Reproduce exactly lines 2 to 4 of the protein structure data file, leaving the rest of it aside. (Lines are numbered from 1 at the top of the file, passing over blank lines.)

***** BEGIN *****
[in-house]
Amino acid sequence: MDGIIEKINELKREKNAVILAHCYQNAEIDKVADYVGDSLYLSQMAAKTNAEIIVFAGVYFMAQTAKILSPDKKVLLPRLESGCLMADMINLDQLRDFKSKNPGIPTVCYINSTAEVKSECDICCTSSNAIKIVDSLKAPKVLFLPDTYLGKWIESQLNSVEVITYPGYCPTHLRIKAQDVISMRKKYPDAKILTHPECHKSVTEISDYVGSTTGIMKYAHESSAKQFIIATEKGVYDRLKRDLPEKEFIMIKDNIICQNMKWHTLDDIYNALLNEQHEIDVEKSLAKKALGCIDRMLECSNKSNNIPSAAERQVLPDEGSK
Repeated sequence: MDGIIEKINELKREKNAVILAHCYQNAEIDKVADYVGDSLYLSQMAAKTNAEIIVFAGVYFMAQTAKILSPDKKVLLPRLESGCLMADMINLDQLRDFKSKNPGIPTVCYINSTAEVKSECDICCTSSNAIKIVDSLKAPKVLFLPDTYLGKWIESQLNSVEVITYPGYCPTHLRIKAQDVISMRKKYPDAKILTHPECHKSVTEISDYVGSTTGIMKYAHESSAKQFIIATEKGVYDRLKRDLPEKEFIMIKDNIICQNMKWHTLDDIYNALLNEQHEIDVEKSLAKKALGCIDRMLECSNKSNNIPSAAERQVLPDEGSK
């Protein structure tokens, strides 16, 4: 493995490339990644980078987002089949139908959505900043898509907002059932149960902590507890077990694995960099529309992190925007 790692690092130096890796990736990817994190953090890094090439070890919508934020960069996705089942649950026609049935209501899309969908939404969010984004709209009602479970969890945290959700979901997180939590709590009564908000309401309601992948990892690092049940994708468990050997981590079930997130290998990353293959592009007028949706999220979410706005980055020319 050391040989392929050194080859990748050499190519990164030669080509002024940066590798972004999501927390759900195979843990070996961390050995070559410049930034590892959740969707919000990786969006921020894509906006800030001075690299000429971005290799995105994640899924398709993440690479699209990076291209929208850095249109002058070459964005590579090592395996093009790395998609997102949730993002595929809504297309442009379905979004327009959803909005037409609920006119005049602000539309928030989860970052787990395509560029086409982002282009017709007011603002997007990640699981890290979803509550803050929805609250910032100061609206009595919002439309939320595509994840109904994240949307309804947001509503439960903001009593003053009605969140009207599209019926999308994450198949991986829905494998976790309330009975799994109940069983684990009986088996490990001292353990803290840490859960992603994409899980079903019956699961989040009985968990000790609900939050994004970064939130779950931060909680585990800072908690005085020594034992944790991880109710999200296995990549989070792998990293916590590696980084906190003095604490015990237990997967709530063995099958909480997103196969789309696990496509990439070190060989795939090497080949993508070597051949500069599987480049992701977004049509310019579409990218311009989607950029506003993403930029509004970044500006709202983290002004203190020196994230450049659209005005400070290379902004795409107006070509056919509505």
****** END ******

Amino acid sequence: MDGIIEKINELKREKNAVILAHCYQNAEIDKVADYVGDSLYLSQMAAKTNAEIIVFAGVYFMAQTAKILSPDKKVLLPRLESGCLMADMINLDQLRDFKSKNPGIPTVCYINSTAEVKSECDICCTSSNAIKIVDSLKAPKVLFLPDTYLGKWIESQLNSVEVITYPGYCPTHLRIKAQDVISMRKKYPDAKILTHPECHKSVTEISDYVGSTTGIMKYAHESSAKQFIIATEKGVYDRLKRDLPEKEFIMIKDNIICQNMKWHTLDDIYNALLNEQHEIDVEKSLAKKALGCIDRMLECSNKSNNIPSAAERQVLPDEGSK
Repeated sequence: MDGIIEKINELKREKNAVILAHCYQNAEIDKVADYVGDSLYLSQMAAKTNAEIIVFAGVYFMAQTAKILSPDKKVLLPRLESGCLMADMINLDQLRDFKSKNPGIPTVCYINSTAEVKSECDICCTSSNAIKIVDSLKAPKVLFLPDTYLGKWIESQLNSVEVITYPGYCPTHLRIKAQDVISMRKKYPDAKILTHPECHKSVTEISDYVGSTTGIMKYAHESSAKQFIIATEKGVYDRLKRDLPEKEFIMIKDNIICQNMKWHTLDDIYNALLNEQHEIDVEKSLAKKALGCIDRMLECSNKSNNIPSAAERQVLPDEGSK
């Protein structure tokens, strides 16, 4: 493995490339990644980078987002089949139908959505900043898509907002059932149960902590507890077990694995960099529309992190925007 790692690092130096890796990736990817994190953090890094090439070890919508934020960069996705089942649950026609049935209501899309969908939404969010984004709209009602479970969890945290959700979901997180939590709590009564908000309401309601992948990892690092049940994708468990050997981590079930997130290998990353293959592009007028949706999220979410706005980055020319 050391040989392929050194080859990748050499190519990164030669080509002024940066590798972004999501927390759900195979843990070996961390050995070559410049930034590892959740969707919000990786969006921020894509906006800030001075690299000429971005290799995105994640899924398709993440690479699209990076291209929208850095249109002058070459964005590579090592395996093009790395998609997102949730993002595929809504297309442009379905979004327009959803909005037409609920006119005049602000539309928030989860970052787990395509560029086409982002282009017709007011603002997007990640699981890290979803509550803050929805609250910032100061609206009595919002439309939320595509994840109904994240949307309804947001509503439960903001009593003053009605969140009207599209019926999308994450198949991986829905494998976790309330009975799994109940069983684990009986088996490990001292353990803290840490859960992603994409899980079903019956699961989040009985968990000790609900939050994004970064939130779950931060909680585990800072908690005085020594034992944790991880109710999200296995990549989070792998990293916590590696980084906190003095604490015990237990997967709530063995099958909480997103196969789309696990496509990439070190060989795939090497080949993508070597051949500069599987480049992701977004049509310019579409990218311009989607950029506003993403930029509004970044500006709202983290002004203190020196994230450049659209005005400070290379902004795409107006070509056919509505």